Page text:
Safeguarding the Environment: Environmental Impact Assessment at USAID

USAID uses an Environmental Impact Assessment (EIA) process to evaluate the potential impact of USAID’s activities on the environment prior to implementation. 

The purpose of the EIA procedures is to assure that: the potential adverse impacts of development activities on ecosystems, environmental resources, and human health and welfare are identified prior to implementation; that this information fully informs the decision of whether or not to proceed to implementation,; and that activities are designed and implemented to minimize these impacts. The procedures are a life-of-project process for achieving sustainable actions that promote community self reliance.

In systematically reducing risk and safeguarding people and resources, the procedures strengthen development outcomes and advance USAID’s mission, assisting partner countries in their development journey by increasing self-reliance and promoting resilience

USAID fulfills the requirements of 22 CFR 216 through the Agency's environmental procedures. These consist of:

  1. Federal regulation, 22 CFR 216, which defines USAID’s pre-implementation EIA process and environmental requirements in Sections 117, 118 and 119 of the Foreign Assistance Act of 1961, as amended.
  2. Mandatory operating policies set out in USAID’s Automated Directives System (ADS), which define the policies and procedures that guide the Agency's programs and operations.

Key requirements

In summary, USAID’s environmental procedures require that:

  1. Environmental considerations are taken into account in activity planning/early design.
  2. Prior to implementation, all activities undergo a formal EIA process defined by 22 CFR 216. This process is recorded in 22 CFR 216 documentation which must be approved by the Mission Director (or equivalent) and the Bureau Environmental Officer.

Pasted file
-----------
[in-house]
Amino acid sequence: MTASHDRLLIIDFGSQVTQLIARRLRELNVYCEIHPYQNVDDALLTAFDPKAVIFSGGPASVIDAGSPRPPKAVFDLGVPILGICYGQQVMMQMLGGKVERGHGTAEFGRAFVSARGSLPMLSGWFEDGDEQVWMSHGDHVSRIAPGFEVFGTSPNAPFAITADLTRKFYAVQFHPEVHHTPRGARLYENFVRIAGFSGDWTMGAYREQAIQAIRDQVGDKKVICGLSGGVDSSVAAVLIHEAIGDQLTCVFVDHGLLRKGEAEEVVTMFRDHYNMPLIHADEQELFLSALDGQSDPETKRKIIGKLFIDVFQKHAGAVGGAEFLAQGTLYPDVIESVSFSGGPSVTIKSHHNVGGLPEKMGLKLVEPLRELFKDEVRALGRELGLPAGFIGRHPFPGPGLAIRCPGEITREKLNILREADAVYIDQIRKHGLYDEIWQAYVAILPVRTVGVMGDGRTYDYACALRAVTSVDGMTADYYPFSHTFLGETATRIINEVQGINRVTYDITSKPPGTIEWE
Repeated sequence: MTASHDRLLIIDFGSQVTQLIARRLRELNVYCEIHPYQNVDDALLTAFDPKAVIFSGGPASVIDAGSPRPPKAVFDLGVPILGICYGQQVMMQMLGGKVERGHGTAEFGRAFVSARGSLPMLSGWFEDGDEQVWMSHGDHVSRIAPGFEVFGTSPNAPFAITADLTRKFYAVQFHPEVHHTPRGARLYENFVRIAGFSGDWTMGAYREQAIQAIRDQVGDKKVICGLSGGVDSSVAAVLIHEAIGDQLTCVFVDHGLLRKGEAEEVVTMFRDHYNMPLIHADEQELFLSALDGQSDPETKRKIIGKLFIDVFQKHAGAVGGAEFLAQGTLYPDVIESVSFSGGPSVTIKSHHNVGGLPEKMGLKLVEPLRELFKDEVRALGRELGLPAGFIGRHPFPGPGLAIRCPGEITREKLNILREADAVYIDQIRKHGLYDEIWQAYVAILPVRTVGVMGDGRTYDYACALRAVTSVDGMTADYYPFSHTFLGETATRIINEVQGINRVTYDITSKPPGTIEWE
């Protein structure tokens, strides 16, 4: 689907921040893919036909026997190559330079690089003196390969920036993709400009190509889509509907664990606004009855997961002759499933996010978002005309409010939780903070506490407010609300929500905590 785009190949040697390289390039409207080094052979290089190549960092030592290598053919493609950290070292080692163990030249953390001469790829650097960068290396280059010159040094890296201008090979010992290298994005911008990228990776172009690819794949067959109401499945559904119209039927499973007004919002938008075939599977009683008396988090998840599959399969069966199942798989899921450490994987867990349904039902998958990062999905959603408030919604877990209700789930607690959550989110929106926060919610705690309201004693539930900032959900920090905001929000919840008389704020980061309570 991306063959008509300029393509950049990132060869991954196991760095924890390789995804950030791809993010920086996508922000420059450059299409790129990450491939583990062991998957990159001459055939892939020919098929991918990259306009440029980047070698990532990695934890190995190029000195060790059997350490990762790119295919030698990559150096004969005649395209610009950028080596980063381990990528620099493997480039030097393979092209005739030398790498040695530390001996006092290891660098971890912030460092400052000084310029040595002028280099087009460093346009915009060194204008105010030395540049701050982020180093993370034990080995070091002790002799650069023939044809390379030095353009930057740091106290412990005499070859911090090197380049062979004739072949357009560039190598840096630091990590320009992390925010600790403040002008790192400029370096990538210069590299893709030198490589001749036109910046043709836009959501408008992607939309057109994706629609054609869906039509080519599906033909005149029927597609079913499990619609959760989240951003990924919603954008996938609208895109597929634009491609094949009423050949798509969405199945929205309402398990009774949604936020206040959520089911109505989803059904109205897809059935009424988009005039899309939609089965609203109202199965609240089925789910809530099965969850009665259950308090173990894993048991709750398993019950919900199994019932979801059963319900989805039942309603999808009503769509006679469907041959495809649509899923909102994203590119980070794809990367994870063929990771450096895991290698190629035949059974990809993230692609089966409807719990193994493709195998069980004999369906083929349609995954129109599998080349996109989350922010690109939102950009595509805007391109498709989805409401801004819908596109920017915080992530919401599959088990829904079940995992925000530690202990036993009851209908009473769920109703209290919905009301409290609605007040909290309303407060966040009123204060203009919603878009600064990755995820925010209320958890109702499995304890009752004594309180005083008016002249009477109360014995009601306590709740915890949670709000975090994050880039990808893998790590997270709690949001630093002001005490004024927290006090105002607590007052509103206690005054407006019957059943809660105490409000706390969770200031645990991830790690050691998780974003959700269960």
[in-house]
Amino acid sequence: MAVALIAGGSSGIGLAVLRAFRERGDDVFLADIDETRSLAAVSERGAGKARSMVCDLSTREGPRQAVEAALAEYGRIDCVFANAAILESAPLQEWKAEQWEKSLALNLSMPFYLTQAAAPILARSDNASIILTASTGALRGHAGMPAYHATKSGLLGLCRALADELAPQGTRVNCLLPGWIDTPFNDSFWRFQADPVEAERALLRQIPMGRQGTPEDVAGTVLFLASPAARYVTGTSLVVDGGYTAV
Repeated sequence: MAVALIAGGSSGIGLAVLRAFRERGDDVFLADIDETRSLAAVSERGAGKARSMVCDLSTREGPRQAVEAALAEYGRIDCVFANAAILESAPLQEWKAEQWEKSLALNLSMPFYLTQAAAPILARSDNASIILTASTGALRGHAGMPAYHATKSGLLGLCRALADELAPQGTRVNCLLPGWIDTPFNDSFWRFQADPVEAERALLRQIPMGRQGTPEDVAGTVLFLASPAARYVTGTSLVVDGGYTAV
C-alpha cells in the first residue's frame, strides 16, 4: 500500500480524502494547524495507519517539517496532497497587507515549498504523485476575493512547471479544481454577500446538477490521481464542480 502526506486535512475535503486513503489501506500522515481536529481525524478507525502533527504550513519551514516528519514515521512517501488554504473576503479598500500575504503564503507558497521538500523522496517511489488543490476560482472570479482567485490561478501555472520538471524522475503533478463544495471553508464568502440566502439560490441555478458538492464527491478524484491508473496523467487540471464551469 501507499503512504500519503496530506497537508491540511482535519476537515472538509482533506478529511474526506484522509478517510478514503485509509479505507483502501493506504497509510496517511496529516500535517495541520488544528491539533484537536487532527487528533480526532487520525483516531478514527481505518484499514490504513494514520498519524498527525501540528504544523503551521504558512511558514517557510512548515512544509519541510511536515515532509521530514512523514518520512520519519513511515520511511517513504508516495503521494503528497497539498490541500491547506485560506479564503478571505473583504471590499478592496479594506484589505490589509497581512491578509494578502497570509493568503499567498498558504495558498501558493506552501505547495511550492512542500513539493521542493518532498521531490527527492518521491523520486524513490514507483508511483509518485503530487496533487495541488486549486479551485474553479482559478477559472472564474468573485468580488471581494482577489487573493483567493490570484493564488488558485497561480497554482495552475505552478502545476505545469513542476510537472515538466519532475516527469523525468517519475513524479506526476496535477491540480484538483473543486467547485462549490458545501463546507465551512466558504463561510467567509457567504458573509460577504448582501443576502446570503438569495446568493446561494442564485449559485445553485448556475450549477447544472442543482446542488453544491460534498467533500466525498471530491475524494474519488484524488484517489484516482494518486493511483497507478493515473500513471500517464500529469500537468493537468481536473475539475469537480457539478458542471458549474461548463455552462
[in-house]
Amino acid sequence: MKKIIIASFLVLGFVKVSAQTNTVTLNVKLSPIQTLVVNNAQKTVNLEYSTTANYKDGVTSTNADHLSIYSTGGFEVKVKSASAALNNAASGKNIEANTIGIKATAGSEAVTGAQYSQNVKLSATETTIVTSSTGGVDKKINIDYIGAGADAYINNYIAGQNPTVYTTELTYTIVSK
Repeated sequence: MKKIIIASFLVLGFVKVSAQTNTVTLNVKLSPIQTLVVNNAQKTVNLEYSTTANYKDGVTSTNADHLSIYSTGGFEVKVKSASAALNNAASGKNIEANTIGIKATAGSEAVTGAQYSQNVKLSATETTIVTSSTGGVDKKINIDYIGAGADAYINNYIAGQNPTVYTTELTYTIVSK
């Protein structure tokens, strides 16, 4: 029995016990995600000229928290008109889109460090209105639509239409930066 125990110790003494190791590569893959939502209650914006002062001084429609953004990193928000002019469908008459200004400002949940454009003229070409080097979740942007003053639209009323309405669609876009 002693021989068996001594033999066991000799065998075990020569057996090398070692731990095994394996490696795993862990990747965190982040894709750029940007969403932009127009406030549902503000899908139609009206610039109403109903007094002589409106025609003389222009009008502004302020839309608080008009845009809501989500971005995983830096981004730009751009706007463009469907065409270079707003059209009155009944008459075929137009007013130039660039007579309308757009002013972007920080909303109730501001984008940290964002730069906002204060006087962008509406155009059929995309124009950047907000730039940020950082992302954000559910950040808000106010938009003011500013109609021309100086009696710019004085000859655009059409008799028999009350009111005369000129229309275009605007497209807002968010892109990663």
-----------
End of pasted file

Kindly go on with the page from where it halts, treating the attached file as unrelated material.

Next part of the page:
3. Environmental mitigation and monitoring conditions resulting from this EIA process are written into procurement instruments (contracts, awards, cooperative agreements, etc.), implemented and monitored.
  4. Operating units must report annually on the environmental compliance status of each project in their portfolio.
  5. Environmental compliance documentation is maintained and used to actively manage implementation.

(Subtopics in this section, available via the navigation bar at left, provide more information about elements 2 and 3, which are the most complex aspects of the process.)


All USAID staff with responsibilities for design, procurement, and/or management and oversight of USAID project and activities have environmental compliance responsibilities. USAID’s Environmental Officers at the Mission, Bureau and Regional levels advise on the environmental compliance process and lend their expertise throughout the project life cycle. See “Mission Processes, Roles and Responsibilities” page for more information.


Environmental Procedures